These two words, opposites of sorts, may apply to many issues and situations in life. As a writer, there are times when I read and reread my words to be sure that they fall on the side of help and not harm. Of course, that is up for interpretation. What may feel helpful to me may come across as harmful to another. It’s a tricky dance. Personally, writing has always landed on the help side from the moment I sat in the woods with my back up against a huge fallen tree to sitting on my porch hiding from a storm writing these words. Writing helps me to revisit times and events as well as giving me a place for dark/scary thoughts and lovely/pleasant ideas. However, when I write to people or address certain situations I have to ask myself, which way will my words fall; help or harm? That was not always the case. In fact, it is a recent practice. I wrote to free myself, my spirit. I didn’t intentionally spew my words on the page with the thought of harm but that did happen. I forgot to ponder were my recipient was in their process or life to receive my words.
Medically the words, “Do No Harm,” are prominent. Unfortunately, as we “practice” our work there are plenty of people who land at our feet in the harm pile. Continuing to check in with ourselves and to clearly come from our hearts reduces the casualties. Although we can all benefit from the practice of being present, being aware, being kind, being considerate, our actions don’t always come across that way.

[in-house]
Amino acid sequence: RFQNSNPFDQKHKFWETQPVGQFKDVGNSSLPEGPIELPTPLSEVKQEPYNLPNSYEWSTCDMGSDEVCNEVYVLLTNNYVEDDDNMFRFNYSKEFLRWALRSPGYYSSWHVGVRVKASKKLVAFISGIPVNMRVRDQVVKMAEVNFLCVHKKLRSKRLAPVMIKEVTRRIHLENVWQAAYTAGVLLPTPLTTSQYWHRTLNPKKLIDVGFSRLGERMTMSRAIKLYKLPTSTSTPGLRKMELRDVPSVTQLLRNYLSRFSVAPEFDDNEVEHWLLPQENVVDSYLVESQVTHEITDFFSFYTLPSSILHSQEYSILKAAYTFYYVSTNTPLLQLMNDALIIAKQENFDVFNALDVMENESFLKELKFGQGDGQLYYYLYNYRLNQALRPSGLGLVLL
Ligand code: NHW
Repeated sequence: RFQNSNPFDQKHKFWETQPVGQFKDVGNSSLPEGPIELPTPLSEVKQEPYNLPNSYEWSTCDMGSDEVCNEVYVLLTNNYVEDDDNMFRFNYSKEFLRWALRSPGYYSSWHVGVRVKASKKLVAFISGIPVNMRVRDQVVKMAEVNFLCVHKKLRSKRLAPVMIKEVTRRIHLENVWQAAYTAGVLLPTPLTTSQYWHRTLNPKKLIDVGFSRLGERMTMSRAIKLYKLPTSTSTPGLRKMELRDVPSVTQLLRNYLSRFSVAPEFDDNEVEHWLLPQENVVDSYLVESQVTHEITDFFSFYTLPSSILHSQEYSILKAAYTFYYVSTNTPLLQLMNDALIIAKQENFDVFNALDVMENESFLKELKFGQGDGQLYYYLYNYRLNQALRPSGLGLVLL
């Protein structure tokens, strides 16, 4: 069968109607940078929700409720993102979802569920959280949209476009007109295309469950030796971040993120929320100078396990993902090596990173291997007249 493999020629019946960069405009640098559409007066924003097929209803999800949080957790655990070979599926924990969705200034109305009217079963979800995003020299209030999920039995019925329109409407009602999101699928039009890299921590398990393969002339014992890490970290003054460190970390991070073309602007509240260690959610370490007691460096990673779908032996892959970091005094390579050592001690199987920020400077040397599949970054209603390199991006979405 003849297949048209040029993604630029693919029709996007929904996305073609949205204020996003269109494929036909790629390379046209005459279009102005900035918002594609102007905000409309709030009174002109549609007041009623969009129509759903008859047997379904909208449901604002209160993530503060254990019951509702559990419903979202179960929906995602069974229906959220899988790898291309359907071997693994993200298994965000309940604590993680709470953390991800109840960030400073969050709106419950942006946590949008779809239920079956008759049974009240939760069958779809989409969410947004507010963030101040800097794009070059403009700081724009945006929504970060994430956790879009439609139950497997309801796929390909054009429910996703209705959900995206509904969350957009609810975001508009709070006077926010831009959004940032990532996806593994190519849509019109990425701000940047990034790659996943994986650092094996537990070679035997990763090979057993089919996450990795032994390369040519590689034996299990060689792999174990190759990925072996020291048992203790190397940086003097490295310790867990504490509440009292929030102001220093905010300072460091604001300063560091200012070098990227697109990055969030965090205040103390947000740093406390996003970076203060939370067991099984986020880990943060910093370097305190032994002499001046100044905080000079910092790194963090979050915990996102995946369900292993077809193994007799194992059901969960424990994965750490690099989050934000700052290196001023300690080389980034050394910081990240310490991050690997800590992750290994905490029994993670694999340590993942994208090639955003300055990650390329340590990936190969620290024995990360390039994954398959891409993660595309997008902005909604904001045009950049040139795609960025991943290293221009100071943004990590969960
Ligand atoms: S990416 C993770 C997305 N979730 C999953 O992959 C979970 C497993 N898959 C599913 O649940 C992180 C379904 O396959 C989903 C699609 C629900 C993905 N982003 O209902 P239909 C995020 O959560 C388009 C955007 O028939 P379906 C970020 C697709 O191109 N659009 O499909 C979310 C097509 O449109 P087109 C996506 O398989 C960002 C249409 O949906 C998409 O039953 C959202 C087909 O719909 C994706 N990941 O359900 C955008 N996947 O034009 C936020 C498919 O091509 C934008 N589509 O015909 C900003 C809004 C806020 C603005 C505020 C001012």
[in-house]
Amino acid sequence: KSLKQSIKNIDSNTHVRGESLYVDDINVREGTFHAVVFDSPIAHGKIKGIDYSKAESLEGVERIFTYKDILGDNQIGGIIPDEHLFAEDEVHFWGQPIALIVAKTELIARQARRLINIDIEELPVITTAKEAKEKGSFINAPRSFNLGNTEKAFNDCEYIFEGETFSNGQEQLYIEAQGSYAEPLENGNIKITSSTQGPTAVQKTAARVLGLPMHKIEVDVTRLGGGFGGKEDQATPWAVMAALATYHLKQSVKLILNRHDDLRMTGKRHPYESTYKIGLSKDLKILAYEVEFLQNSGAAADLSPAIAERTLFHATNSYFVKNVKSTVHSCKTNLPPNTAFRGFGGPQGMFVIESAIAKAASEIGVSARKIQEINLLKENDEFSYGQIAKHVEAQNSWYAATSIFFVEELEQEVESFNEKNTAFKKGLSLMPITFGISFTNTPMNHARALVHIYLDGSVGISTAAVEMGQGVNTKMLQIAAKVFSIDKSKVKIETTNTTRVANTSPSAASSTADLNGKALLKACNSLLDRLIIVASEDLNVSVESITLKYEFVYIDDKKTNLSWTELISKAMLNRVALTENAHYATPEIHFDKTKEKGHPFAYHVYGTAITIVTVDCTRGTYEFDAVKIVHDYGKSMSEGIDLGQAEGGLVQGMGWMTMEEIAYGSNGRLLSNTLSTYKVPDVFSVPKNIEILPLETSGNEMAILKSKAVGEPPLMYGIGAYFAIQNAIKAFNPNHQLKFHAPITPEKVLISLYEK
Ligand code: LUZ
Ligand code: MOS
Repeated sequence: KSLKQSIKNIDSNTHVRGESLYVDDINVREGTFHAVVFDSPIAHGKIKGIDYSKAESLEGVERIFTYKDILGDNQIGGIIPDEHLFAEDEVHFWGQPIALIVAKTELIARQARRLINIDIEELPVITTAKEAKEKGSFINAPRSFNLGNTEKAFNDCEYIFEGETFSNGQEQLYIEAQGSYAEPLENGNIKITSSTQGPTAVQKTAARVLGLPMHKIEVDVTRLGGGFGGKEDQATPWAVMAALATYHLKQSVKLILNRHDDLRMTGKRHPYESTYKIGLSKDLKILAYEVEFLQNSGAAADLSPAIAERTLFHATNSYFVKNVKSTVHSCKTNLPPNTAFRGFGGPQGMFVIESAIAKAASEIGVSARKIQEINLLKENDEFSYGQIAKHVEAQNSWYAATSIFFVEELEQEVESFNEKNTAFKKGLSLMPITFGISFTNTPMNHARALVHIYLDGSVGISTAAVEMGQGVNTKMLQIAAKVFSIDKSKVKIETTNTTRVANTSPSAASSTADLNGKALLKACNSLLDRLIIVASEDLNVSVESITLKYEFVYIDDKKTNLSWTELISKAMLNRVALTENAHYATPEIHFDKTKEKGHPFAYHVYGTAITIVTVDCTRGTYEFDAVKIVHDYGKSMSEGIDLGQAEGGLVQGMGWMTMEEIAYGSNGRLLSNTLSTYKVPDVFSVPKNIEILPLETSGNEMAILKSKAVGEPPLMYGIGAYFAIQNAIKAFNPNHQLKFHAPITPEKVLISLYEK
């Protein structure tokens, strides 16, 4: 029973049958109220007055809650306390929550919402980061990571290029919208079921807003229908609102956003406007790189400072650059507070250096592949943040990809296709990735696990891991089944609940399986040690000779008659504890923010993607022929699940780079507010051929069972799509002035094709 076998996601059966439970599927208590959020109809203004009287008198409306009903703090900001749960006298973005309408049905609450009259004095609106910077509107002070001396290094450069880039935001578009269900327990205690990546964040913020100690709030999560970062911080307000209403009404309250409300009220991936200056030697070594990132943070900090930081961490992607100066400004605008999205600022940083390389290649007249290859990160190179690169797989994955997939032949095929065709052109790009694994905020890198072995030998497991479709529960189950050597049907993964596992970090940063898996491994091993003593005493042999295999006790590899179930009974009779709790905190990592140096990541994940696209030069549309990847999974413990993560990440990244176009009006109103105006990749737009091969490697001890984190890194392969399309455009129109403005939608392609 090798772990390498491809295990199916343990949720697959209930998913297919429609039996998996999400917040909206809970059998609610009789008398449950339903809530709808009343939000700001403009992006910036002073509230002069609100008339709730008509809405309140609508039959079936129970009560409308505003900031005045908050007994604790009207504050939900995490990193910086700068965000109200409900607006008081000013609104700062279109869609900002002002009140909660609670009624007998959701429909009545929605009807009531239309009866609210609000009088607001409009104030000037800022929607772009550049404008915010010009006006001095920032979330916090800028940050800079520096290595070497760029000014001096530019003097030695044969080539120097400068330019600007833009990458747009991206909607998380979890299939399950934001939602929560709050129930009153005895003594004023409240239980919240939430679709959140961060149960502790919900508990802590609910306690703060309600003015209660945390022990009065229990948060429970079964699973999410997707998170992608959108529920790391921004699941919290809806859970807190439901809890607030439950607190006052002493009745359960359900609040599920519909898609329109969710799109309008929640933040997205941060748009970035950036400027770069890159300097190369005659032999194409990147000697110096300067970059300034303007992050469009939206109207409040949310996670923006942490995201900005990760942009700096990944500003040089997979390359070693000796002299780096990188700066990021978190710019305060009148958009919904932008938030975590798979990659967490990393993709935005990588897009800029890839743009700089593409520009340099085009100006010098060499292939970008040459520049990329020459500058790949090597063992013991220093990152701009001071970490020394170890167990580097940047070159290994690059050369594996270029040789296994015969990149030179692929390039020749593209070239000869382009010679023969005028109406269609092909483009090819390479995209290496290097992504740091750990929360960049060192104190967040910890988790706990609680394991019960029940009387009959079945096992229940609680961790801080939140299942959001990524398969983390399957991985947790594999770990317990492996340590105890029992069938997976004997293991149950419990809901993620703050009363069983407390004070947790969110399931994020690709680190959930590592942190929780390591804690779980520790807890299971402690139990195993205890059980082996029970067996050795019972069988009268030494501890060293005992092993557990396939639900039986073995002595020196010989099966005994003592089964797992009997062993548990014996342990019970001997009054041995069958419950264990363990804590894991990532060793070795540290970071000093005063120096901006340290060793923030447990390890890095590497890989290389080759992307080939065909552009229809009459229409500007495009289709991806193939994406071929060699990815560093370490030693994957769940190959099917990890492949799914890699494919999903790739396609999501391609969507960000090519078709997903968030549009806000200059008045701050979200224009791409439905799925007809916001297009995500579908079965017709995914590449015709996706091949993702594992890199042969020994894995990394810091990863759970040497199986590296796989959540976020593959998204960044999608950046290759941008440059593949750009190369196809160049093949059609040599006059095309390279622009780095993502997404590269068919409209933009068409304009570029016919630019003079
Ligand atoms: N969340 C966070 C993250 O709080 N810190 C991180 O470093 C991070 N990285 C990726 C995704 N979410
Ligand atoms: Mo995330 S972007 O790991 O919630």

I recently attended a class. There was a great deal of love in the room. Most participants had been in practice for several decades. But as we were learning, we were all newbies. Even the instructors were learning something “new” from our group. What I learned was I need to “ask.” To ask for what we need is difficult for all of us but it is helpful to everyone. The rewards are great.
If you were to look at me, you would never know that paralysis lurked in my past. Although I am proud of that fact, it also causes harm at times. Being “unsure” of what I physically feel
has gotten me into trouble. When I check in with myself on a deeper level, I am very sure. In class, it became very apparent that what was happening, though beneficial, was harmful. It did change old, hard patterns in my body but it also hurt me. The experience flipped an internal switch. Suddenly I related to my paralyzed nineteen-year-old self. Someone was doing something to my body that was unpleasant and there was little I could do to STOP them. However, in class, that was far from the truth. All I had to do was ask and the situation would have changed. Instead, I laid there and wondered, “Is this ok?” There was too much stimulation for me to easily track and absorb.
Thankfully, I asked questions and my partner asked me to share. It was then the raw feelings came and my story poured forth.
I continue to learn about my body, mind, emotions, and soul. Of course, my past plays a part, in a way, so does thoughts of my future. But the truth of the matter is in the present moment. In that space and time I need to ask myself, does this help or harm? Then I shall make my move and be true to myself while considering others in my life. Be well… Nancy T